5 Cost Reduction Priorities for CEOs

Rene Letourneau, for HealthLeaders Media , November 11, 2013

Reducing Cost Variations
Several CEOs noted that identifying and rectifying variations in costs among clinicians treating similar patient populations is also important to reducing the overall cost of the care their organizations are delivering.

"One of the things that we've done is take a look at all of our hospitals and look at variation around certain DRG clusters," says Steve Newton, west region president at Baylor Scott & White Health in Grapevine, TX.

Like West Virginia United, Baylor Scott & White is using its best performers to set the standards for other clinicians, Newton says, noting that the system's administration will work with low performers on finding ways to improve.

"Literally, we are rolling out an expectation that all of our hospital leadership teams are going to set up a group to look at the analytics and to find exactly where the low performers are and what the levers are," Newton says. "I personally feel like this is one of the biggest untapped reservoirs in terms of cost reduction opportunities."

Preparing for New Reimbursement Structures
The CEOs at the Exchange all agree that one of the largest challenges for their organizations is the looming transition from a fee-for-service payment structure to one based on value. While the senior leaders acknowledge that they are moving toward a capitated reimbursement environment, they say it is difficult to know how quickly to make changes when they are still mainly being paid on a fee-for-service basis.

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4 comments on "5 Cost Reduction Priorities for CEOs"

Tom O'Brien, Sr VP Healthcare (12/12/2013 at 10:34 AM)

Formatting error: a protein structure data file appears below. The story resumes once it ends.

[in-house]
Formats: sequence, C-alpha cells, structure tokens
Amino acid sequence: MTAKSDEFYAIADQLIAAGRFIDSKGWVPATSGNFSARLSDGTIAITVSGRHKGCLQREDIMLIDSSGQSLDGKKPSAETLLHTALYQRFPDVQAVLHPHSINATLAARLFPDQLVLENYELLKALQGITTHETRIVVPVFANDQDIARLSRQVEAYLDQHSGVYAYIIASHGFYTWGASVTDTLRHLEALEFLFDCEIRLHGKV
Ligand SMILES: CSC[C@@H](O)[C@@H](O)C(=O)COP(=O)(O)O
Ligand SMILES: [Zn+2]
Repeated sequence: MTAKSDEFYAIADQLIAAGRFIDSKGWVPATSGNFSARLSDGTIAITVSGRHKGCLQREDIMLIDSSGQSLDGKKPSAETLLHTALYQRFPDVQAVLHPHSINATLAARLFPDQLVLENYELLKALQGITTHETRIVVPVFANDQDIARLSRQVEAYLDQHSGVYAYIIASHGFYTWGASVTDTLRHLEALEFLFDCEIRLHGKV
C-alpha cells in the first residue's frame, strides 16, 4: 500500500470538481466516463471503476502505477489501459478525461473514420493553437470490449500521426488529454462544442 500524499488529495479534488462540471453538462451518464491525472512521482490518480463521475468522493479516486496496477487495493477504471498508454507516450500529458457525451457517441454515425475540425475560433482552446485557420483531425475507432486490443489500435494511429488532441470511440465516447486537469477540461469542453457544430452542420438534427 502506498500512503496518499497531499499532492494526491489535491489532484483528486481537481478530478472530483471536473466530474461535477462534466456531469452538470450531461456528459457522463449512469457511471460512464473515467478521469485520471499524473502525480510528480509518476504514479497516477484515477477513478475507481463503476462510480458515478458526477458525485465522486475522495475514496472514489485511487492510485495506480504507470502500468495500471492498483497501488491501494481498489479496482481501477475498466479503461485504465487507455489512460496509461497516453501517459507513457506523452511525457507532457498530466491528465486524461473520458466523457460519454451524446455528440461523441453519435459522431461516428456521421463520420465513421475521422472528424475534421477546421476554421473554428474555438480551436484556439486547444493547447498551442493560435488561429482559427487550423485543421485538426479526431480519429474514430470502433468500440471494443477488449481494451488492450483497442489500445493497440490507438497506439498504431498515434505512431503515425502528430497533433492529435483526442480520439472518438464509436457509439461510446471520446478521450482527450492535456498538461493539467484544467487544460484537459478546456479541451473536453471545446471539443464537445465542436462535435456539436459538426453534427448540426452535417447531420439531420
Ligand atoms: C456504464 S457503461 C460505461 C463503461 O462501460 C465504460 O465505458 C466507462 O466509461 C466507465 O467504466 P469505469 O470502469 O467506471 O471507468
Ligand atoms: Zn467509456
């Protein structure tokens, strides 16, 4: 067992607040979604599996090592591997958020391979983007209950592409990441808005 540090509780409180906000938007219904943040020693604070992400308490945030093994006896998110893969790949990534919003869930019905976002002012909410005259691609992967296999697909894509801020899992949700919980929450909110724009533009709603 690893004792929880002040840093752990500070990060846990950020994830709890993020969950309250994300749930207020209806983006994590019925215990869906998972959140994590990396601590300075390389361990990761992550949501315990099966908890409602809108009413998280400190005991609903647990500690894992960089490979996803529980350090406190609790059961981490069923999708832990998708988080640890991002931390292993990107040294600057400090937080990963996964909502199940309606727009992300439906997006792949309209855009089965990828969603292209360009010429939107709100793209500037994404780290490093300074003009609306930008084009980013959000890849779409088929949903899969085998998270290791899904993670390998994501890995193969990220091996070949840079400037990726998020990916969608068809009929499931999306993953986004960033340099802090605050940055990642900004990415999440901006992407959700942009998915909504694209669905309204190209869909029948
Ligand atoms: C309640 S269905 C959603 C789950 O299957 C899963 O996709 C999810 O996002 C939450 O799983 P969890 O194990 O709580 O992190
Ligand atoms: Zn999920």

Two paths to success... 1) Cost must be at the transaction/process level. TDABC costing has been the best source for this (see Harvard Business Review, "The Strategy That Will Fix Health Care" by Michael E. Porter and Thomas H. Lee in the October 2013 - page 11) 2) Change management. EVEN if you have good data to share with the physicians a strong change acceleration process is key. Data alone will not get you to the finish line!

Rob Tholemeier (11/29/2013 at 11:56 AM)
One of the things I have been looking for is the use of activity based costing in HCOs, which seems to be almost unheard of. I do not see how you can effectively reduce costs unless you know them. In labor intensive industries, with high paid labors, it seems like the adoption of activity based costing is a pre-requisit. Rob Tholemeier Chilmark Research

Stefani Daniels (11/12/2013 at 1:39 PM)
Back on July 14, 2008 HealthLeaders Media published an article 'The Myth of Length of Stay." In it, I presciently entreated execs to stop their slavish focus on LOS and instead focus on cost per case...it is the last pool of untapped opportunities to drive costs down. The volume of excessive, wasteful, and duplicative interventions that physicians prescribed is well known to those of us who have been on the front line. I'm delighted that execs finally see the light - though not surprised it took so long.




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